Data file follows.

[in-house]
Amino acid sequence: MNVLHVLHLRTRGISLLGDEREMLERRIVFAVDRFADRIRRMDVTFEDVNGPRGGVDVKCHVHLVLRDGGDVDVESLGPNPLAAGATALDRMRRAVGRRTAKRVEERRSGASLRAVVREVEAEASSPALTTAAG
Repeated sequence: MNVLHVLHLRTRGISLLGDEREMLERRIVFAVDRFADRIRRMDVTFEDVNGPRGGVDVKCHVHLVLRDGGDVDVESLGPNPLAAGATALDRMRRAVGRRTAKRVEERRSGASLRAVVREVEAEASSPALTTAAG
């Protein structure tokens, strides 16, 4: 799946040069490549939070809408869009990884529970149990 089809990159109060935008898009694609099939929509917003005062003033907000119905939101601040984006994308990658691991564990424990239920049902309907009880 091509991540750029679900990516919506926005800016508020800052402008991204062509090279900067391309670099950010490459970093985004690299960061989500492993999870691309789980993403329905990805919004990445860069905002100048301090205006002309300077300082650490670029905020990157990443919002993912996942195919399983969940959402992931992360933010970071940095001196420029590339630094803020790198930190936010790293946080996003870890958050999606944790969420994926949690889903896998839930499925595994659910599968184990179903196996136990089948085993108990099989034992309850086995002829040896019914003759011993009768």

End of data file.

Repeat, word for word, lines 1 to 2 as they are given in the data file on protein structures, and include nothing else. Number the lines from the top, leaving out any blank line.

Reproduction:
[in-house]
Amino acid sequence: MNVLHVLHLRTRGISLLGDEREMLERRIVFAVDRFADRIRRMDVTFEDVNGPRGGVDVKCHVHLVLRDGGDVDVESLGPNPLAAGATALDRMRRAVGRRTAKRVEERRSGASLRAVVREVEAEASSPALTTAAG